And, if you have ever been to police barracks and military barracks, the difference has always been clear. It is like comparing Maroko or Makoko with Ikoyi or Victoria Island, all in Lagos. The better environment in the military barracks couldn’t have been a function of the neatness of the soldiers in all the situations. The funding disparity is clear.

Even in countries where policemen are better equipped and better motivated, we still see criminal tendencies in some of their policemen and officers, as in the case of George Floyd’s ‘I can’t breathe’, in May. Perhaps the difference between those climes and ours is the fact that the system swiftly punishes such criminal acts. But here, we usually see police brutality as routine, unless there is public outcry. Even then, many of the cases are swept under the carpet as soon as the public fury goes down.

It was the urge for better life that led the Nigeria police men to go on strike on February 1, 2002, the first such ever in the country since the force was established in 1930. What the then Olusegun Obasanjo administration did was the usual military mentality: deploy soldiers to what it called sensitive places instead of addressing the issues of deplorable conditions of service and stagnation on a rank for years that the policemen went on strike over. Police affairs minister Steven Akiga said at the time: “The Federal Government wishes to state emphatically that we do not regard the action of the policemen concerned as a strike but mutiny, the implications of which are very grave.” He added that ‘’In recognition of the fact that some policemen have abandoned their duty posts, all sensitive points will be manned by the military. Similarly, all essential escort duties that need to be performed will be handled by the military.’’ The New York Times described the scenario appropriately as ‘a big gamble’. This was barely 32 months after returning to civil rule.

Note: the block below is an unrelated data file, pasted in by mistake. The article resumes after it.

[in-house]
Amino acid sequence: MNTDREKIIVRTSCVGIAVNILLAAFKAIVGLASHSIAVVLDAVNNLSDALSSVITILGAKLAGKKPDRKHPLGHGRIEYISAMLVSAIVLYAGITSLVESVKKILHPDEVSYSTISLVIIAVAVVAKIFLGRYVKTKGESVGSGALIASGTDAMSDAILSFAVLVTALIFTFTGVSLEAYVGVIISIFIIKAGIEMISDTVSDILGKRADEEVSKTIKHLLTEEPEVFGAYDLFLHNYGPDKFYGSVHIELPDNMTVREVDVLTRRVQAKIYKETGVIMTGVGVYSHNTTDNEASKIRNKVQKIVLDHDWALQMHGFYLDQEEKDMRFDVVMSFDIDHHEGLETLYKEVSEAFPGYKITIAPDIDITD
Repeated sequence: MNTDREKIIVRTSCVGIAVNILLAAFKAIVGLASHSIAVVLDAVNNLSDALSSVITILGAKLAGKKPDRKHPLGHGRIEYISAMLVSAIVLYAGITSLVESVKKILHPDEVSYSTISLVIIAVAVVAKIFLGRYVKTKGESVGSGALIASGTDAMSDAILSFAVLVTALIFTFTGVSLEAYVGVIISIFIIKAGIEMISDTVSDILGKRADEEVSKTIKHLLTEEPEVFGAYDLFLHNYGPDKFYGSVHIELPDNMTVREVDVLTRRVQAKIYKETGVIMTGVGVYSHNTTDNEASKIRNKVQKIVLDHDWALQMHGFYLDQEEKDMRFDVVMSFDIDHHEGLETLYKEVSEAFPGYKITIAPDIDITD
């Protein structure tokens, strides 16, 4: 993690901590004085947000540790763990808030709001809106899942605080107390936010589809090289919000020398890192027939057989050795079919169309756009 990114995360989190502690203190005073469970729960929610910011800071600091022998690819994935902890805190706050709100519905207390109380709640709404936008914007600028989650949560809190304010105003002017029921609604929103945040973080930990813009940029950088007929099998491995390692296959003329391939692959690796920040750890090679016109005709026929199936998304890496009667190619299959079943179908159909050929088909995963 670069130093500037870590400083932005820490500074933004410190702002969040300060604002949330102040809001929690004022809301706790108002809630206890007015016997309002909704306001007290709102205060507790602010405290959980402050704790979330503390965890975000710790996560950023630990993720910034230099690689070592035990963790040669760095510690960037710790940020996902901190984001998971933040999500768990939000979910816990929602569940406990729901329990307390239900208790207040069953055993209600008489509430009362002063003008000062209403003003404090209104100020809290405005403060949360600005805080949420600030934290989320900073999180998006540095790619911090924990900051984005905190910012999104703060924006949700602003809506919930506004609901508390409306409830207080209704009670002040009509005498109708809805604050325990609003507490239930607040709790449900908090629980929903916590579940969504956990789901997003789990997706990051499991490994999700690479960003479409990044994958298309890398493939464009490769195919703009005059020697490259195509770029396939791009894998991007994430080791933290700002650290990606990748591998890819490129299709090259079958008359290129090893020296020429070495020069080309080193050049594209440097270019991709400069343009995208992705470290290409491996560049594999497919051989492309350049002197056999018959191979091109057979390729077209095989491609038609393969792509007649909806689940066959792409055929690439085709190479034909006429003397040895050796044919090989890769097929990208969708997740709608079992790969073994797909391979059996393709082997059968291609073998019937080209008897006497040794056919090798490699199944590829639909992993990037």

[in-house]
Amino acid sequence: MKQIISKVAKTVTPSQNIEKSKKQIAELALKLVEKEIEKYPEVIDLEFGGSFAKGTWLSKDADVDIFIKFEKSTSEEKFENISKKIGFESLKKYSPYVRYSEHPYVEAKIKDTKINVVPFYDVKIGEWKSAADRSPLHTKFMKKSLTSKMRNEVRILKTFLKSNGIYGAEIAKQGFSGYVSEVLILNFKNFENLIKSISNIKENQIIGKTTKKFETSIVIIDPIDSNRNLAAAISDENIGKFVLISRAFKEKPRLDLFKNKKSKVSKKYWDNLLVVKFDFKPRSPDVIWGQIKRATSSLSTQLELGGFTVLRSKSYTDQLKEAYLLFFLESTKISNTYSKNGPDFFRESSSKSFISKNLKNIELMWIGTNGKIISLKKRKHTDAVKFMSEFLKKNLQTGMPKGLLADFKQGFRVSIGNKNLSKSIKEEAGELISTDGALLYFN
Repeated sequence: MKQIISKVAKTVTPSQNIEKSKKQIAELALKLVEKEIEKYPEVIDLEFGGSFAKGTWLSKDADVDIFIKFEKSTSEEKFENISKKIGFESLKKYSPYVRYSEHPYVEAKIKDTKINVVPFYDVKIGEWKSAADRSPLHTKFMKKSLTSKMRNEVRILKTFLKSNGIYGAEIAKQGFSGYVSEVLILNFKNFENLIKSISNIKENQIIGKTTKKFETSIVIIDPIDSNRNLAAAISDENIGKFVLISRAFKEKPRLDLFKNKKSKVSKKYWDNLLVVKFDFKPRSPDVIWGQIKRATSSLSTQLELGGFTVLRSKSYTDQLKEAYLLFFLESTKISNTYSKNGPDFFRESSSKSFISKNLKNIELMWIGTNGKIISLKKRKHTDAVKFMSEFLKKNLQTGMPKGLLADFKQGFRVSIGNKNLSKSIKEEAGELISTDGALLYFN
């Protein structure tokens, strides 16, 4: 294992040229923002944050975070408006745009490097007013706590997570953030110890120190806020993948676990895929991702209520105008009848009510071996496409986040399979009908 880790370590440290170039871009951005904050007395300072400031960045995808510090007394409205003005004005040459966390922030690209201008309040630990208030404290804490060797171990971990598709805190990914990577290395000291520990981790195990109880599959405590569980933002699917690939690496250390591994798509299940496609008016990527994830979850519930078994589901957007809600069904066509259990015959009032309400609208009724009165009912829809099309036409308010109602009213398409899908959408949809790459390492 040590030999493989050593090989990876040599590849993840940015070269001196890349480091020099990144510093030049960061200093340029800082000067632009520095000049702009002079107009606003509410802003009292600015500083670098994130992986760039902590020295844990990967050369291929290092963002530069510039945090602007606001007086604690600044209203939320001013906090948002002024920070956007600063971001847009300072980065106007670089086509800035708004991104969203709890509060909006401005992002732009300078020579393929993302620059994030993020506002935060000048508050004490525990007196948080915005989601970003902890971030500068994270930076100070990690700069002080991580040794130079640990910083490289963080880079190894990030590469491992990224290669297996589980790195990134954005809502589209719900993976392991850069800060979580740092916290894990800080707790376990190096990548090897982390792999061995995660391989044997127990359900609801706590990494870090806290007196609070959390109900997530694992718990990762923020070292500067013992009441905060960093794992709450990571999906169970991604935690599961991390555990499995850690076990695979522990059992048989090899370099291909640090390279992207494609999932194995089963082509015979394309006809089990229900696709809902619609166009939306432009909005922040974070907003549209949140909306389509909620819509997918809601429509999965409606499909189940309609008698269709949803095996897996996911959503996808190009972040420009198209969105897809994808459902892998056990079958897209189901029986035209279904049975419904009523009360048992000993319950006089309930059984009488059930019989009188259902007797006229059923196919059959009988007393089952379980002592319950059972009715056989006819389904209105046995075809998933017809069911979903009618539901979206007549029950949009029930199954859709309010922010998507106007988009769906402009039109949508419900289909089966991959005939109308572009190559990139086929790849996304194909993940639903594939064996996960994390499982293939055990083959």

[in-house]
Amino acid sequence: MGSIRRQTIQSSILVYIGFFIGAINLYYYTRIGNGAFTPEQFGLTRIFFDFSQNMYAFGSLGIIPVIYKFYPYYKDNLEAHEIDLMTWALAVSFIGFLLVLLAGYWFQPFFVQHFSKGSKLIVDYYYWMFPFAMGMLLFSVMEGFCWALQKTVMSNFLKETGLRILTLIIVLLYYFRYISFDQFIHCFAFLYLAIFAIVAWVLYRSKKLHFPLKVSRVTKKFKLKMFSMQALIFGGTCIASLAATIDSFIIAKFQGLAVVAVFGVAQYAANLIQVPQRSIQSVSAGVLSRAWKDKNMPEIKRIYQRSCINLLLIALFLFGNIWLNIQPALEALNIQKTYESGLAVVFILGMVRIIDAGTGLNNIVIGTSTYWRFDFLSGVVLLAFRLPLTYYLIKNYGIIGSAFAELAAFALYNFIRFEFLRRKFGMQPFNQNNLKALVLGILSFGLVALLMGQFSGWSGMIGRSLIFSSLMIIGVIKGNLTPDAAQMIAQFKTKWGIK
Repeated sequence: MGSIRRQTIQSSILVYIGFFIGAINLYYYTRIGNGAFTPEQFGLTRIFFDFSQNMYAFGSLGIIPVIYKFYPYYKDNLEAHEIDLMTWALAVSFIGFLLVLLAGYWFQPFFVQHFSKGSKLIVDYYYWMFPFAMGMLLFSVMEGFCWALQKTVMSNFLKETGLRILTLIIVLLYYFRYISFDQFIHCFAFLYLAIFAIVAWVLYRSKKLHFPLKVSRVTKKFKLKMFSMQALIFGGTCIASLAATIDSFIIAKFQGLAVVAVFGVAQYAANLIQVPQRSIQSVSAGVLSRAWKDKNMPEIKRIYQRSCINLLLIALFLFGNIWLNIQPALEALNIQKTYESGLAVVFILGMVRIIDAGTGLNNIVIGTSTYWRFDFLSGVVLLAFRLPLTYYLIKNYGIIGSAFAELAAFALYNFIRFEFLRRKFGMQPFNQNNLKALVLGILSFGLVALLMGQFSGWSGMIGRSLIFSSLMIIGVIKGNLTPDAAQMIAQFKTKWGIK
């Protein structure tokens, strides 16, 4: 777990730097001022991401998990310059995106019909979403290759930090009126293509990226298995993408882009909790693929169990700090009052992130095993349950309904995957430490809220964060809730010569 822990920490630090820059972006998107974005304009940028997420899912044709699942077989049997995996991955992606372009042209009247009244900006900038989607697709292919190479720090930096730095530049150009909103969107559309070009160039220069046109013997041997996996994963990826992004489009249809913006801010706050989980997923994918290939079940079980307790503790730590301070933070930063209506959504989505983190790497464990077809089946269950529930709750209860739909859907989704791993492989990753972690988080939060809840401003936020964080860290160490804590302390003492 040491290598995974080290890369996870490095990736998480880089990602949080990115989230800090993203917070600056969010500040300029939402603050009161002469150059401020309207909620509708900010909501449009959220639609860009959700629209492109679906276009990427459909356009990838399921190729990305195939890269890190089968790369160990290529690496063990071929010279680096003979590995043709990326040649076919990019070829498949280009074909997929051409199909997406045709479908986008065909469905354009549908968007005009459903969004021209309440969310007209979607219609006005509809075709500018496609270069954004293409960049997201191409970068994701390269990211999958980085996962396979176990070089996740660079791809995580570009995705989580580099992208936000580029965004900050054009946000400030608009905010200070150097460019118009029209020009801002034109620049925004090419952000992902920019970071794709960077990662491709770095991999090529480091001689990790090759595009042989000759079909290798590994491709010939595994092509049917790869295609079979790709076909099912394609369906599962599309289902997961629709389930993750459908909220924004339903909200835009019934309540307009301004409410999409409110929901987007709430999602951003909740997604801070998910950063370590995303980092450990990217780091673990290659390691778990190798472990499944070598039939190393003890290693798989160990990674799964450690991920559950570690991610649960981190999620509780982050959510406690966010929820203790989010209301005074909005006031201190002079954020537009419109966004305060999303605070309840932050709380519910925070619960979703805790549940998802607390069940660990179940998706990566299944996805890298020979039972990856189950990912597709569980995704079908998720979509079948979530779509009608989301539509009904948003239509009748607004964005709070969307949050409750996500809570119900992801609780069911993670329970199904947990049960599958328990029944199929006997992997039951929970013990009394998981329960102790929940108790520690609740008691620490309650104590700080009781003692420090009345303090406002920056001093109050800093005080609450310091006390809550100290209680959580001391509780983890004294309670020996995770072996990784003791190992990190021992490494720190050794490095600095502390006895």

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I have since the Second Republic been having this feeling, rightly or wrongly, that the idea of not equipping the police and keeping them permanently demotivated since the years of military rule is probably deliberate.

Be that as it may, Musiliu Smith, the Inspector-General of Police (IGP) at the time of the police strike lost his job for allowing that to happen under his watch. But, has that changed anything? Certainly not. This is why I was not upbeat that the present IGP Mohammed Adamu, must go,  to give the impression that police reform has started in earnest, in line with the demand of the #EndSARS protesters. The president ought to have removed him before now. To the extent that he has not shows that he is still pleased with him and I guess that falls within his prerogative. The truth of the matter is that the problem is beyond the incumbent IGP and would always be beyond even his successors because the problem is systemic.

However, for a country that wants to learn from history, the police strike of 2002 and the #EndSARS protests are enough to learn from to gift us a new, improved police force. The former was initiated by policemen themselves, the ones wearing the shoes and therefore know where they pinch; and the latter by Nigerians who have been at the receiving end of SARS’ (police) brutality. There is no third experience.

Nothing I have said so far should be misconstrued to mean unqualified approval of the ills in the police force. But we need to find out why the same officers and men of the NPF do creditably well during external engagements, as against what we know them to be at home. Could it be as a result of the better motivation during such external outings? Or, could it be that the force authorities themselves deliberately push their best hands forward for external engagements?